As we traveled through Cambodia we really enjoyed talking to the people. They are filled with energy and life. It was pleasant to see all the smiles as we went about. With a very rough history behind them they look toward the future. They are extremely sincere and warm.

Everywhere we go we see creative ways of transport. It is amazing how everyday life for some can be such a novelty for others.





One of the most tragic parts of the Cambodian History was the Pol Pot regime. His reign of terror, 1975-1979, ruthlessly imposed a form of Maoist Communism onto the people resulting in a massive genocide. It is difficult to summarize the magnitude of the atrocities Pol Pot committed against his own people in an attempt to rebuild the once great Khmer empire.

Here is an excerpt from The Peace Pledge Union's website just to get you started.

"All political and civil rights were abolished. Children were taken from their parents and placed in separate forced labour camps. Factories, schools and universities were shut down; so were hospitals. Lawyers, doctors, teachers, engineers, scientists and professional people in any field (including the army) were murdered, together with their extended families. Religion was banned, all leading Buddhist monks were killed and almost all temples destroyed. Music and radio sets were also banned. It was possible for people to be shot simply for knowing a foreign language, wearing glasses, laughing, or crying. One Khmer slogan ran 'To spare you is no profit, to destroy you is no loss."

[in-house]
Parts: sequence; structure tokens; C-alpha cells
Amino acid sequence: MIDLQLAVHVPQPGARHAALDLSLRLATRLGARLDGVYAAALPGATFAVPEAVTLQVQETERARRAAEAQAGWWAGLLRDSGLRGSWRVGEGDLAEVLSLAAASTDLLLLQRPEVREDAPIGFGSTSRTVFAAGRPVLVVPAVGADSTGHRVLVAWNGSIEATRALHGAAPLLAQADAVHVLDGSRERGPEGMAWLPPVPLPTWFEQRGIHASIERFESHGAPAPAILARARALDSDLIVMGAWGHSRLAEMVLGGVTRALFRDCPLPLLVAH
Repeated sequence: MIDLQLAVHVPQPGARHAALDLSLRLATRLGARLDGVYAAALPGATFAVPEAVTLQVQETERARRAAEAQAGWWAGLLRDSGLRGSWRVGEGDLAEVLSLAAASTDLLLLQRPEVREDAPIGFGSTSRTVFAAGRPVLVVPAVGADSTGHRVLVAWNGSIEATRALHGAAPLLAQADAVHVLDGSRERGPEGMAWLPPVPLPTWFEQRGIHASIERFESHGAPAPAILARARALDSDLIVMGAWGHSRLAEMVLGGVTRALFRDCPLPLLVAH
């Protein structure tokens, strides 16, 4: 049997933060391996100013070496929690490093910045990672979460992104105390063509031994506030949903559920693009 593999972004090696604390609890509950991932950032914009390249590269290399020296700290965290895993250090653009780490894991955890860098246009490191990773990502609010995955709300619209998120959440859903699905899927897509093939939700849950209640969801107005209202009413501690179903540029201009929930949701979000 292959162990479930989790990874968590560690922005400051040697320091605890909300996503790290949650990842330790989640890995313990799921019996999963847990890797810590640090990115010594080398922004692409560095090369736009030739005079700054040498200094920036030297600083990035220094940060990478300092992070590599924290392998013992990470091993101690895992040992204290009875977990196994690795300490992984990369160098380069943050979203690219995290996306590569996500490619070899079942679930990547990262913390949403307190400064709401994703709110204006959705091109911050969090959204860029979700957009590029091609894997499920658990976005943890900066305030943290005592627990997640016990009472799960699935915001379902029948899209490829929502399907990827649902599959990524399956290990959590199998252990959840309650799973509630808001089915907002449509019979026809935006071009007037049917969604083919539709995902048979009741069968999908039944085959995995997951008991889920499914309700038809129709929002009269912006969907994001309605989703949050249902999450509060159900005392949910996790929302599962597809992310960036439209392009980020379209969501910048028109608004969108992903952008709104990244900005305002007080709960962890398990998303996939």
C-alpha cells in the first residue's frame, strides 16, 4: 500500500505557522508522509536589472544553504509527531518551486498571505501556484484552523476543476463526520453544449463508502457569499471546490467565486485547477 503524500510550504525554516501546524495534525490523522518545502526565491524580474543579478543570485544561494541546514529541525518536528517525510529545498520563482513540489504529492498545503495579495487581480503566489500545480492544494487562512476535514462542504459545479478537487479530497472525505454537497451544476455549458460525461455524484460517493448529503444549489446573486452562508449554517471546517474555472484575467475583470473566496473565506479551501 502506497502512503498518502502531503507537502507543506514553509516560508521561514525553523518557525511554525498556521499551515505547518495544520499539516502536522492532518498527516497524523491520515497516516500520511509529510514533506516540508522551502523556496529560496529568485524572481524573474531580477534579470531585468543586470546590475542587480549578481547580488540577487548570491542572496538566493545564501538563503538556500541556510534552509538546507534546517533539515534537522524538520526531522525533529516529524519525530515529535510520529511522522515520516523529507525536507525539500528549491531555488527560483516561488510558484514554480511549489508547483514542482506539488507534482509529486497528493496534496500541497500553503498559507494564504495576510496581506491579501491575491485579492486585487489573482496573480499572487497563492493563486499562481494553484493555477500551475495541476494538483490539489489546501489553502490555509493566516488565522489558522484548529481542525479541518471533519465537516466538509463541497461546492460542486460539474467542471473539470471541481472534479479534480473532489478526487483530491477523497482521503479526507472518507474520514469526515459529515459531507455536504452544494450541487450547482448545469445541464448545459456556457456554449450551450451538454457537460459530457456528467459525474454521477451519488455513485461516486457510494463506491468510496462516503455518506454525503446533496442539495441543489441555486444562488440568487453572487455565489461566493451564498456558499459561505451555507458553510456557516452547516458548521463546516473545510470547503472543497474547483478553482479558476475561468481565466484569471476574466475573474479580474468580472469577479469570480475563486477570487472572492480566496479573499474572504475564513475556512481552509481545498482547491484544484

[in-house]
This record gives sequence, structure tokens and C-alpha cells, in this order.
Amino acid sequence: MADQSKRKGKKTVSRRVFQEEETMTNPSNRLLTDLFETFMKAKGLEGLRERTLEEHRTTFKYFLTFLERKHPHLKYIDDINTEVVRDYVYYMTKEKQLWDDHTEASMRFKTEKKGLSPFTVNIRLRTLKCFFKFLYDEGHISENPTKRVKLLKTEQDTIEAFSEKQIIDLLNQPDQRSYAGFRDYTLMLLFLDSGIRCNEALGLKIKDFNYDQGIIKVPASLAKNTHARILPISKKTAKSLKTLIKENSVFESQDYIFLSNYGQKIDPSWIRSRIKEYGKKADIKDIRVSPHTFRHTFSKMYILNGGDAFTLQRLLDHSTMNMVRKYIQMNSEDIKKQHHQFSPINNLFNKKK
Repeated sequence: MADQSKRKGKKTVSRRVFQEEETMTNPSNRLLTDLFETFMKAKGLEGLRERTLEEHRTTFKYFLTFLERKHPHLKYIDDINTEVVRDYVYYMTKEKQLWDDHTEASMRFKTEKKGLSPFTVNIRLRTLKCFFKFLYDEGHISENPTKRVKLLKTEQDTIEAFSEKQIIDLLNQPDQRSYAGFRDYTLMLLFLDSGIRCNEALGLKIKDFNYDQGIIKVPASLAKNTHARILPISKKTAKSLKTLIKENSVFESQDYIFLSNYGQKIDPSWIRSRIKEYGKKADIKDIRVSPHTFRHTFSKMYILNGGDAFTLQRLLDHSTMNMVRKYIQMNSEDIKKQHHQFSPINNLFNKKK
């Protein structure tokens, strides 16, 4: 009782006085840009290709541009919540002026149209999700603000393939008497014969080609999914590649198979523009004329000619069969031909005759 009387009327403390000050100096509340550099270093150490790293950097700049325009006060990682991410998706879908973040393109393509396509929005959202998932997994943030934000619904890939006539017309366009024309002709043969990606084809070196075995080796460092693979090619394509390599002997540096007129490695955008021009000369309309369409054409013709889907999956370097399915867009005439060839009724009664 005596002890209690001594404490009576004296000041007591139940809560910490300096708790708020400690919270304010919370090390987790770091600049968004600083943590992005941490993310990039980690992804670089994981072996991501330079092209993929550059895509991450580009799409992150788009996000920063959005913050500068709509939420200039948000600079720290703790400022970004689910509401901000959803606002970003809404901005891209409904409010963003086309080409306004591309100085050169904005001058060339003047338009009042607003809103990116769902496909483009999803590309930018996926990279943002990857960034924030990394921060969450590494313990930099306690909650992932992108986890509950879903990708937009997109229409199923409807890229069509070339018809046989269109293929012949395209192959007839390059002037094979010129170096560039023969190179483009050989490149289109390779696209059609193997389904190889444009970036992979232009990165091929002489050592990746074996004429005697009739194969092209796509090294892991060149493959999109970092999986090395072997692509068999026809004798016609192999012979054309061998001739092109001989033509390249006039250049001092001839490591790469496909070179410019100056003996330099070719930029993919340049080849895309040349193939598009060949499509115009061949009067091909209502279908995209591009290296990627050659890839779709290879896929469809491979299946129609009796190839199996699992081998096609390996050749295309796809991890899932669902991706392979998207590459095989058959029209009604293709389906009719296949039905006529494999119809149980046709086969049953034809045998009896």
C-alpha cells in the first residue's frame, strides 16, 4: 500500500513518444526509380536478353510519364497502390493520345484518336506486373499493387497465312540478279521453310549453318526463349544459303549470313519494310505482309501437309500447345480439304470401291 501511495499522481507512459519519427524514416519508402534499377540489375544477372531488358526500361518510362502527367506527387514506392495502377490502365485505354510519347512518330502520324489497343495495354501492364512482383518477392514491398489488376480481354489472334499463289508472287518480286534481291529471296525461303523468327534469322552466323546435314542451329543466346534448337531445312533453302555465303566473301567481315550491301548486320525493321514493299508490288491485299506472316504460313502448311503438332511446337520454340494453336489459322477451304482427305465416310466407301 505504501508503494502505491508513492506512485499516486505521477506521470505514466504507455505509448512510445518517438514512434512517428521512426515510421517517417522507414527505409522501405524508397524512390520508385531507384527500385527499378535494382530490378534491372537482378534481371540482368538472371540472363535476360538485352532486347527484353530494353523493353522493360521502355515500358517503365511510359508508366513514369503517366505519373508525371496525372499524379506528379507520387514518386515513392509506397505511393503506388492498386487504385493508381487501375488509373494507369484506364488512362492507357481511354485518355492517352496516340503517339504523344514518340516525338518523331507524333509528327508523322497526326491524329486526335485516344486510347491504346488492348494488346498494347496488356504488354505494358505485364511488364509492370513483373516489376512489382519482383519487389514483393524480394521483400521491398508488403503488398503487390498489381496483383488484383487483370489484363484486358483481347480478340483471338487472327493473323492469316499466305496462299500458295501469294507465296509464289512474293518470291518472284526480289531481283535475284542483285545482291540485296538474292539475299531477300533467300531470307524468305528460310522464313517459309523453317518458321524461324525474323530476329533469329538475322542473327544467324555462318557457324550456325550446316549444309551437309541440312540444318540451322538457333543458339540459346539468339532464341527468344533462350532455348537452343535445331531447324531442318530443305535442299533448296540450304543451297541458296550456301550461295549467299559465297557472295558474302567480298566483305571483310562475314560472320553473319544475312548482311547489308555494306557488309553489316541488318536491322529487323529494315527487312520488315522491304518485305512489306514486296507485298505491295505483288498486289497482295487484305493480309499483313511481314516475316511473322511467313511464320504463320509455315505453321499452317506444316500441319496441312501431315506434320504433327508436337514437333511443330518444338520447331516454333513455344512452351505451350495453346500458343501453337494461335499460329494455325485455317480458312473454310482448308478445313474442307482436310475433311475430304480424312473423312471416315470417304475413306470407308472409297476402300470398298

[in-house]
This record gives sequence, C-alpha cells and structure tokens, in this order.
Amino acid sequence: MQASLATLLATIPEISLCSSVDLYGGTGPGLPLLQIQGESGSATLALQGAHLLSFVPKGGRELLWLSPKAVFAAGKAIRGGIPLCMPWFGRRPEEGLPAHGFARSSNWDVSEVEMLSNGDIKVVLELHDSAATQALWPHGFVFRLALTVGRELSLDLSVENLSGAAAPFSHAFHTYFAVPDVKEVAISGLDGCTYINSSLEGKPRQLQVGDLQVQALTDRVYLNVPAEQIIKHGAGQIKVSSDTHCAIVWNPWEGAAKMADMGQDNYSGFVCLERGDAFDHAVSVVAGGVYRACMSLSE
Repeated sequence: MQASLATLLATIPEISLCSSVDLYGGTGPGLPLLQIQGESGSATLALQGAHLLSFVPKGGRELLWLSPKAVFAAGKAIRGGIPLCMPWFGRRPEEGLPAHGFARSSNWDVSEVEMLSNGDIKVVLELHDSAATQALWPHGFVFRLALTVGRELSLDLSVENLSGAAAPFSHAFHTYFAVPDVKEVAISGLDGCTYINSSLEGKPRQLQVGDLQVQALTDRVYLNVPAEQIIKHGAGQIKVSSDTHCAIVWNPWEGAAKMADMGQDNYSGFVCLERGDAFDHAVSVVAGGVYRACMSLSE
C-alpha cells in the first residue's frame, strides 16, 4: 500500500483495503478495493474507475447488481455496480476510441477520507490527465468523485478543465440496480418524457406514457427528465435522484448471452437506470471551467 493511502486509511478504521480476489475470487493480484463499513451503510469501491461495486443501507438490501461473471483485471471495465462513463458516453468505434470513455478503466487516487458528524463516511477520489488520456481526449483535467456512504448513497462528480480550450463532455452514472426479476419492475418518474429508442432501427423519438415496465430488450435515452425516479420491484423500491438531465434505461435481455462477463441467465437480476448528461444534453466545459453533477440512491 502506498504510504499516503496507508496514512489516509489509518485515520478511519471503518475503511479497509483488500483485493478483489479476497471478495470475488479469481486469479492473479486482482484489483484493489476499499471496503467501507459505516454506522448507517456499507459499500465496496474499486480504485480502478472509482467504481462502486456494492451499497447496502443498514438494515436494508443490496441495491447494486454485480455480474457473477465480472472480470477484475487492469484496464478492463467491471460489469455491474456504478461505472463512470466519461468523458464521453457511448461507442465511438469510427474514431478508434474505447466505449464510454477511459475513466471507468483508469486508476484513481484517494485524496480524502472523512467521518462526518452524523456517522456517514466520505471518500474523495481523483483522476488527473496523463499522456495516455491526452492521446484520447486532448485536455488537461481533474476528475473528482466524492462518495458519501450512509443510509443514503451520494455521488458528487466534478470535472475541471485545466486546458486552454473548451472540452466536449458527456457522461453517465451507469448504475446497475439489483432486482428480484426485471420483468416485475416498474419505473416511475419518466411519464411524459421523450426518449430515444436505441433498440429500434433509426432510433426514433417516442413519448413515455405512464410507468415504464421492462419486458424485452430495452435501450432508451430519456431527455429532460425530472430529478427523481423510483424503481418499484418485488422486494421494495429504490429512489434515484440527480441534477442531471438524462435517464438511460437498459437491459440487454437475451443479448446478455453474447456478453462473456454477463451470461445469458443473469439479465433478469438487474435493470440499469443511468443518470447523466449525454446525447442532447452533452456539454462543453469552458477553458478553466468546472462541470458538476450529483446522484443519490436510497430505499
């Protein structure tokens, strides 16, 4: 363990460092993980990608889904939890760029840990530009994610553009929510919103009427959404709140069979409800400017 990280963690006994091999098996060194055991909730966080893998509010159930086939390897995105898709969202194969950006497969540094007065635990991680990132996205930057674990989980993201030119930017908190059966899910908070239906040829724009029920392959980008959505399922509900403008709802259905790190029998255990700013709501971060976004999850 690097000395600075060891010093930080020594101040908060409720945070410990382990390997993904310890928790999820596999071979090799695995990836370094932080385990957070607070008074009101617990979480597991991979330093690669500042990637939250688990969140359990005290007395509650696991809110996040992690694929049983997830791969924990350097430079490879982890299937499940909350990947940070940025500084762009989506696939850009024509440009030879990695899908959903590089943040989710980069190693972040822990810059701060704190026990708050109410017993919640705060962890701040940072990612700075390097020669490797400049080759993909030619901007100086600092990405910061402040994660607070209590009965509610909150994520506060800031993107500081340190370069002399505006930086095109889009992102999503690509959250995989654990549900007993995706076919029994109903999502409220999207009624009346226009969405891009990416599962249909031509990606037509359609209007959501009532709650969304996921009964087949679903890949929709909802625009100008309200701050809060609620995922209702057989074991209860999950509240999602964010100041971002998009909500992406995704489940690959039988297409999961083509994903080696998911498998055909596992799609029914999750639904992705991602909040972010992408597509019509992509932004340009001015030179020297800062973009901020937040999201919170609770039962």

One of the prisons in which the educated were held and tortured can be visited today. It is known as S21 or Tuol Sleng. It was formerly a high school.



The old classrooms are pretty grizzly. The floor stained from blood, and the beds in which prisoners were strapped to and tortured still remain. Visiting places like this isn't always pleasant.








The guards were required to meticulously keep records of all the prisoners and treatments, just as the Nazis did. It is horrifying to review.



People were hung upside down and beat until unconscious, their heads were then dunked into vats of water so that they would regain consciousness only to resume the treatment. The regime forced people to admit that they were conspirators or had committed crimes against the party. The regime needed "evidence", which they extruded from the torture victims, why the